BOSTON – Gov. Deval Patrick
signed the Act Protecting Animal Welfare and Safety
(PAWS) bill into law on Aug. 20, which will raise the maximum prison sentence from five to seven years for first-time animal abuse offenders when the law goes into effect in less than 90 days.
There were 300 cases of animal abuse investigated in Hampden County in 2013, Laura Hagen, deputy director of advocacy for the Massachusetts Society for the Prevention of Cruelty to Animals (MSPCA
“All of this work was completed by just two officers,” she explained. “The current department chief worked on the road in Hampden County for years and still does investigations in the area when the two Western Massachusetts officers need assistance.”
Animals residing in Hampden County municipal and private shelters that need advanced medical care and surgery are taken to the Angell Animal Medical Center
and are later placed for adoption from MSPCA animal care and adoption centers, Hagen said.
“For example, in 2013, two surrendered horses went to our Methuen adoption center, as did one donkey from Palmer,” she added. “Fifteen cats from Palmer and 30 from Ludlow went to Boston, as did three puppies. Thirty-one petting zoo animals from Ludlow went to Methuen.”
In the past six months, MSPCA Officer Christine Allenberg has responded to 323 complaints, made 122 written citations, conducted 366 rechecks and has been to court 76 for cases in Hampden County, Hagen said.
Kara Holmquist, director of advocacy for the MSPCA, said the recently approved PAWS bill will not only ensure that harsher punishments befit the crimes of animal abuse, but will also work proactively to ensure that abuse doesn’t happen.
Animal abuse may also be an indicator of potential future violent acts against human beings, she added.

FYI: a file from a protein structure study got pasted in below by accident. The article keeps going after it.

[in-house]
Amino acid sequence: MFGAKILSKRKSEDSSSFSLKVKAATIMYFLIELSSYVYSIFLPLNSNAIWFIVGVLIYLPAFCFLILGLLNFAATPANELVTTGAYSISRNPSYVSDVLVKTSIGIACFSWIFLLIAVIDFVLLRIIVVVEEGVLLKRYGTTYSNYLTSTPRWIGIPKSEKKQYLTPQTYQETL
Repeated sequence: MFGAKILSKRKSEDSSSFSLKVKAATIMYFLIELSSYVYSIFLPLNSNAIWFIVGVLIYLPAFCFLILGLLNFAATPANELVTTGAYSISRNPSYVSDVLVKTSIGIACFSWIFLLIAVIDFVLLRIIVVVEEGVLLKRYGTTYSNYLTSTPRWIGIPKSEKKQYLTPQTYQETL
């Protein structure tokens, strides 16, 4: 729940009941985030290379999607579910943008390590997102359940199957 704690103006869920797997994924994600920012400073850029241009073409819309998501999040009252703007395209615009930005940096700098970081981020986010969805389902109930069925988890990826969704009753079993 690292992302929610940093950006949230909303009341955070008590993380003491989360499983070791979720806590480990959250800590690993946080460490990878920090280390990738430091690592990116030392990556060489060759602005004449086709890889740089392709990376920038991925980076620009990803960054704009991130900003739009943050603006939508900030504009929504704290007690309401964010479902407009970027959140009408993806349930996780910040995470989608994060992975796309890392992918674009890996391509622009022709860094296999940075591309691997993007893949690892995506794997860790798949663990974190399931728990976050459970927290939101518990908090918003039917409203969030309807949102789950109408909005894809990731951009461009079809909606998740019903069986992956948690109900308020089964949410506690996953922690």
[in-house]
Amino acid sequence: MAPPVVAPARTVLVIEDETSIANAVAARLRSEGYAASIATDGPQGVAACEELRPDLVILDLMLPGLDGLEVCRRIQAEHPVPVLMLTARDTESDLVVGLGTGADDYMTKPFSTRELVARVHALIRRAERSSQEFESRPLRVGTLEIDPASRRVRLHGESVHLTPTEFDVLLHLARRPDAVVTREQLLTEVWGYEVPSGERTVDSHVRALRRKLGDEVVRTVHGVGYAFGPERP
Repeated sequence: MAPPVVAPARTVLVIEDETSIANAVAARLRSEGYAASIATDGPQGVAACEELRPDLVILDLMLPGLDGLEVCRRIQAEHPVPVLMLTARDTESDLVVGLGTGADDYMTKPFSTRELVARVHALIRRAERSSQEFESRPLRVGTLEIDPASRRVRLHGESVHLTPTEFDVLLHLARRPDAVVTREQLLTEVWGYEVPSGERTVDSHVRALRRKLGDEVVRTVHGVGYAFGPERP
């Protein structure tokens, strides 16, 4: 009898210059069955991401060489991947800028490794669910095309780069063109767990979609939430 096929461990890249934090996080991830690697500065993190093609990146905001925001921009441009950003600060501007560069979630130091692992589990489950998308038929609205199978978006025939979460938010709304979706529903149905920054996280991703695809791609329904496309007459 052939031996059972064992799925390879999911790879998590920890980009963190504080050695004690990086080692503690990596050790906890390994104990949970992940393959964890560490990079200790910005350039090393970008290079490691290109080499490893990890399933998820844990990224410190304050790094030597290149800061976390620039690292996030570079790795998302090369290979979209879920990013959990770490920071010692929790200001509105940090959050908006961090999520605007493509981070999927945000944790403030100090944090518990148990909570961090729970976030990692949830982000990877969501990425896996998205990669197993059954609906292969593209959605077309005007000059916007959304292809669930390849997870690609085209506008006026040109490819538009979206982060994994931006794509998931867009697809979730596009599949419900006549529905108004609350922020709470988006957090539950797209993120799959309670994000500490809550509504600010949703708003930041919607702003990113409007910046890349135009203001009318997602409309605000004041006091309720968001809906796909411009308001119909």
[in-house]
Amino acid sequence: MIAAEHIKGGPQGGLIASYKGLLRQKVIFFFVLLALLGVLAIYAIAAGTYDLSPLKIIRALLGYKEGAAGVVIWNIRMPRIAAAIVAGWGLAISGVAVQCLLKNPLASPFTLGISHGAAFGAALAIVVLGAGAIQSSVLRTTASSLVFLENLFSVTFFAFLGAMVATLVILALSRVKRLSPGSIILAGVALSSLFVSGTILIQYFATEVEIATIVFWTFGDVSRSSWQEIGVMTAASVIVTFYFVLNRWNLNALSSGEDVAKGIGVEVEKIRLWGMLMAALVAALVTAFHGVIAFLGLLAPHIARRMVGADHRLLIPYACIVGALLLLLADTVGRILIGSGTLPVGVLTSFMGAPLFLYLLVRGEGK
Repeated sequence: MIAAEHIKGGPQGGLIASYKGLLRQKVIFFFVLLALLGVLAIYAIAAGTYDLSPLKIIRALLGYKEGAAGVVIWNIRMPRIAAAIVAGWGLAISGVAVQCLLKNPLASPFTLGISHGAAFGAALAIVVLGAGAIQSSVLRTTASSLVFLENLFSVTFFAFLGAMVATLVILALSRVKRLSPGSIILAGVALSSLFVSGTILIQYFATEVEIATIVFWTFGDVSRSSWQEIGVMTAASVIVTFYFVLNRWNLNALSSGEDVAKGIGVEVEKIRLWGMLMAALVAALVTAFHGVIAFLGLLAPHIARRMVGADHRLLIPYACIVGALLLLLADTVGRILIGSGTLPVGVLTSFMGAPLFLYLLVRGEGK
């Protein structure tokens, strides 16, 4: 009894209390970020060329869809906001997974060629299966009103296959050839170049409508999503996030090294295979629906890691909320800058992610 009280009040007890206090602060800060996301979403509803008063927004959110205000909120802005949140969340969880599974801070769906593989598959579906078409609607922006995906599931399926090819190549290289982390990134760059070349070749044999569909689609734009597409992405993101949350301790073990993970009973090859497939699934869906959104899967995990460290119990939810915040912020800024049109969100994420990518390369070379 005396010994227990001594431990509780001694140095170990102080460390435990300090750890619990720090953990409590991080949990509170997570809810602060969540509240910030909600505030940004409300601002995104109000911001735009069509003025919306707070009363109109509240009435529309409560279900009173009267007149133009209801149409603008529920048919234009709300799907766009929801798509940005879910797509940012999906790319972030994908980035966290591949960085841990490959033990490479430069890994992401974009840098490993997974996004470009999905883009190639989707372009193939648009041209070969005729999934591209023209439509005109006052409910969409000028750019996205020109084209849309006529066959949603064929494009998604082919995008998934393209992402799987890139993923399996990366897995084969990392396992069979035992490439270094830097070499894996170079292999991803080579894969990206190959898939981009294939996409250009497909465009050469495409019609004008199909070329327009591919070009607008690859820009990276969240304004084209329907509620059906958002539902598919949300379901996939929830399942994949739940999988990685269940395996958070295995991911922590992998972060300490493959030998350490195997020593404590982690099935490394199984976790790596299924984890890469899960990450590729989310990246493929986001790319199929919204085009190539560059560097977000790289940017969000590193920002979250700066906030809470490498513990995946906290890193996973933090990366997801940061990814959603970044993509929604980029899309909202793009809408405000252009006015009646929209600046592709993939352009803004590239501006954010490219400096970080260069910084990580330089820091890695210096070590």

The PAWS law increases the maximum fine from $2,500 to $5,000 and also allows a penalty of up to 10 years imprisonment and or a fine of $10,000 for repeat convictions. The bill also requires veterinarians to report any suspected animal abuse. State Rep. Angelo Puppolo Jr.
for the 12th Hampden District, said the new law will bring about the creation of a task force comprised of experts in the fields of law enforcement, animal protection, and veterinary medicine.
“This bill took over a year to pass,” Puppolo said. “My intention of supporting and co-sponsoring the original version of this legislation in the House was because Massachusetts maintained some of the most lenient fines in the nation relative to animal cruelty. I supported it during the legislative process and worked with my colleagues to get a final version passed.”
Last year, a dog named “Puppy Doe
” was euthanized after it had been found severely tortured and beaten in Quincy, a major incident that prompted the legislation of this bill, he said.
Another local incident this year was the arrest of Ludlow native Dean Manuel, who is facing 36 counts of animal cruelty for allegedly starving and neglecting animals on his property, Puppolo added.
Additionally, an animal cruelty case against a man in Hatfield accused of maiming a neighbor’s dog with a slingshot was brought up this year as well.
“I support anything we can do to stop animal abuse and we’ve had people come to the state house a couple times advocating for obviously animal rights,” State Rep. Brian Ashe
of the 2nd Hampden District, said. “This is just one of those common sense laws too.”